The diminishing drug supply comes with Israel tightening the noose on Gaza in recent years. Figures provided by the Israeli Ministry of Defense in response to a Freedom of Information Act request by Gisha indicate that in the first quarter of 2018 alone, 833 applications for travel permits by residents of Gaza were denied on the grounds that the applicant’s “first-degree relative is a Hamas operative.” For comparison, the Israeli authorities refused only 21 applications on these grounds throughout 2017.
Physicians for Human Rights – Israel and Al Mezan Center for Human Rights in Gaza report that as of June 2018, the Israeli authorities rejected applications by at least 13 patients in need of medical treatment unavailable in Gaza, including cancer patients.
Even if those denied patients were lucky to obtain travel permits, they might collide with another barrier: “Poverty,” Mr. al-Soos said while flipping through a patient’s file who died recently of cancer.
Jehad Abu Hasna, 30, died last May. Initially, Israeli authorities denied his application for a travel permit several times before finally allowing him to travel, al-Soos said. “Despite receiving the permission to cross the border to treat his brain cancer, Jehad failed to obtain the bus/taxi and accommodation expenses for 20-40 days in Jerusalem.” Then, Jehad’s wife informed the Society’s administration of her husband’s death after the family was not able to afford his treatment. “Every Neupogen dose costs $40.” Mr. al-Soos explained.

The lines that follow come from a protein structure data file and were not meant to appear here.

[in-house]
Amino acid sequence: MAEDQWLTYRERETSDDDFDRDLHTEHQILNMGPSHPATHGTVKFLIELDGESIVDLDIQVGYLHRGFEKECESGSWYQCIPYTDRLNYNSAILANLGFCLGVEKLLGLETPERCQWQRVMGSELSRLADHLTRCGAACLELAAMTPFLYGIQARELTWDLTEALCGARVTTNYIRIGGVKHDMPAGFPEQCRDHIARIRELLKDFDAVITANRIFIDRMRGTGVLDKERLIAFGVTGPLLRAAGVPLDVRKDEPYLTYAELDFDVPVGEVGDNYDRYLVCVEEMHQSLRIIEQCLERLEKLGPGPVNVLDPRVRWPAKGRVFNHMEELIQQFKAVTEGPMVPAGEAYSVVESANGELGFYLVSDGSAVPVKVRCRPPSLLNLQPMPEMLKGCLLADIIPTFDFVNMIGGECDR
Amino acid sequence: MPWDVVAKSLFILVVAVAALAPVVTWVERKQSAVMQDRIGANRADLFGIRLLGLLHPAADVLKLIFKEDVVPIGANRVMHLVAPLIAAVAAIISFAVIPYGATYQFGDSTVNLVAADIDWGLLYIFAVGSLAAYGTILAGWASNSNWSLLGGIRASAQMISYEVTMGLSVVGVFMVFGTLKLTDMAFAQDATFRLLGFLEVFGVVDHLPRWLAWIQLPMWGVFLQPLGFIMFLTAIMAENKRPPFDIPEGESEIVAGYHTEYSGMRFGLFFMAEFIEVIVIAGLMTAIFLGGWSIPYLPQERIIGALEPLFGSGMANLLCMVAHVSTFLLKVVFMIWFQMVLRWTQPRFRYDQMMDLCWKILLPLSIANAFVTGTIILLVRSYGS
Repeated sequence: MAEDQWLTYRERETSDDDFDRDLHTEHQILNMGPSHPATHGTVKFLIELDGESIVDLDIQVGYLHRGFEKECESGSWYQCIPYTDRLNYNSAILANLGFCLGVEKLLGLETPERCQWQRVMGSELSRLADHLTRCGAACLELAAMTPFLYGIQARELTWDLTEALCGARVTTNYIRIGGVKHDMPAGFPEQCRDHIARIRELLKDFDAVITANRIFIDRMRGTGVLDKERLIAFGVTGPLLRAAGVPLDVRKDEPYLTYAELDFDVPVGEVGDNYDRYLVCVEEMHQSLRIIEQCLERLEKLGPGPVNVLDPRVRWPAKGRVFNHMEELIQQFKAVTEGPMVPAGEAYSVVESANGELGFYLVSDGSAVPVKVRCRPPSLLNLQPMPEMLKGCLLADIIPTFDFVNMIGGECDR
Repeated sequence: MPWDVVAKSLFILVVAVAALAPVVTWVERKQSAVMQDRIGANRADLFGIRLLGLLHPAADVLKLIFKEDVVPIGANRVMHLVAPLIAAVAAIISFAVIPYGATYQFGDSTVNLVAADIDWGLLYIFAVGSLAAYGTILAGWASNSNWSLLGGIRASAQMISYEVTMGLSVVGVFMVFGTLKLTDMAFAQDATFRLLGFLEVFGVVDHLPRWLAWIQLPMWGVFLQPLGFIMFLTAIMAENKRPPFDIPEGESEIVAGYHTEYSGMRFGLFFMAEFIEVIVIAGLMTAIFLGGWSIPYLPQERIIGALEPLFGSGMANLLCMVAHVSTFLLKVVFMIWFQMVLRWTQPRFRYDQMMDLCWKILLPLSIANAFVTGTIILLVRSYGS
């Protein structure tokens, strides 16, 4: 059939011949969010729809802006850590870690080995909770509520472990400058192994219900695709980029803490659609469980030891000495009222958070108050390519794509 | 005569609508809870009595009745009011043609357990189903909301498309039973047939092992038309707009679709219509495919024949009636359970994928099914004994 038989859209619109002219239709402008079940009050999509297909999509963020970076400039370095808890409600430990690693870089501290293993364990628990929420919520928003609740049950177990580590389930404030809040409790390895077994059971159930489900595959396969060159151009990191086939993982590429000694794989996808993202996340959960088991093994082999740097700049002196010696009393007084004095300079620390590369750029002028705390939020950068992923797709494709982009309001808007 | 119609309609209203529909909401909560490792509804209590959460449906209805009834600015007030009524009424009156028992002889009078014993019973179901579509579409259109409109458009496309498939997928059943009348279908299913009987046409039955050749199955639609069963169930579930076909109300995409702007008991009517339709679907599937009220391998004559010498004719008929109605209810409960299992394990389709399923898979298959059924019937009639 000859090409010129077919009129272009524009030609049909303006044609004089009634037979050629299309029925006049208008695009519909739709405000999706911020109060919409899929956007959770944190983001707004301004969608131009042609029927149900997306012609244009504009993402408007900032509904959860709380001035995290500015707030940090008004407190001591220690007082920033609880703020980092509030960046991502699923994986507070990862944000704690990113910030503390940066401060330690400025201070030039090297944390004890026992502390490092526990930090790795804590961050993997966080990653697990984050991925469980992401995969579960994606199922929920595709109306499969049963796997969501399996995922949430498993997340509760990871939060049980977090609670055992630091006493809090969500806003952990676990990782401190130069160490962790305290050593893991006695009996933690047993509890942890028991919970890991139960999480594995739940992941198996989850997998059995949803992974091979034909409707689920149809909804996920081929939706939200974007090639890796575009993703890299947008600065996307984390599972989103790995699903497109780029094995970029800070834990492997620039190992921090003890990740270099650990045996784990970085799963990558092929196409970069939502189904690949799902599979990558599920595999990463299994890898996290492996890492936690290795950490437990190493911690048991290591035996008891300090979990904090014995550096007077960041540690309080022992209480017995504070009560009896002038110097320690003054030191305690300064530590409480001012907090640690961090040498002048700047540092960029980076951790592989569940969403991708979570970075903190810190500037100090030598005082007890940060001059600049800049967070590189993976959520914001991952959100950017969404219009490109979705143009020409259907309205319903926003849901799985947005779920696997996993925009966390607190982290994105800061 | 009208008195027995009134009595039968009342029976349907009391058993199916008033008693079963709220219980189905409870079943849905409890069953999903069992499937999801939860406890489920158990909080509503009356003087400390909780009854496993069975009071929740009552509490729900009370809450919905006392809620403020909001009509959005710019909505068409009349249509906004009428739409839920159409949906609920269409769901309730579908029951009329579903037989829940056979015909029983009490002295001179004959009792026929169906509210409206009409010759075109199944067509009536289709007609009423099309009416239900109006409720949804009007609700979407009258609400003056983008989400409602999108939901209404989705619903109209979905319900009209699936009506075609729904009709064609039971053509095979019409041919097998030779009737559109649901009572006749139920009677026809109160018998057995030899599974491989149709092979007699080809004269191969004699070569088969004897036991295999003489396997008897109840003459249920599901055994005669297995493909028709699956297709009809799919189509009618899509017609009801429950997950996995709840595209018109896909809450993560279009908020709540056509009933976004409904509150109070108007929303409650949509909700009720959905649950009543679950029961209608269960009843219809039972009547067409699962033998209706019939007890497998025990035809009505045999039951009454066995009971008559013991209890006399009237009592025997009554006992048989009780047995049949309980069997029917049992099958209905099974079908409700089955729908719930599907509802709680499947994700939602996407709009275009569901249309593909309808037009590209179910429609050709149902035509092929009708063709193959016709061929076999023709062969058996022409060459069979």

In Gaza, poverty and unemployment affect half of the population. The year-long energy crisis has left households with as little as four hours of power a day, putting enormous strain on health, water and sanitation systems as well as on all productive sectors. Salary cuts and payment delays for tens of thousands of public sector employees have curtailed people’s purchasing power and worsened their debt burdens.
“We were informed that the majority of the drugs that are required to manage care for cancer patients are depleted, which exacerbates the existing crisis,” Said Dr. Mahmoud Daher, the World Health Organization director in Gaza.
“The chronic drug shortage has been going on for several years; all the cancer patients are at risk of losing their lives because of this situation,” he added.
I met Joory Basheer, a three-year old eye cancer patient with her 36 years-old father who visited the Palestinian Society for Cancer Care to seek out support for his child.
According to Joory’s father, Israeli authorities denied her application for a travel permit after they claimed her mother, who would have accompanied Joory, has a Hamas relative.
Caught between Israel’s restrictions and crippling poverty, Gaza’s cancer patients find themselves in a grim reality with little reason for hope. Yet, despite her daily pain, Nevin feels lucky to have been be able to travel for treatment, but she is not sure whether the Israeli authorities will block her next time, as they did with the young Joory.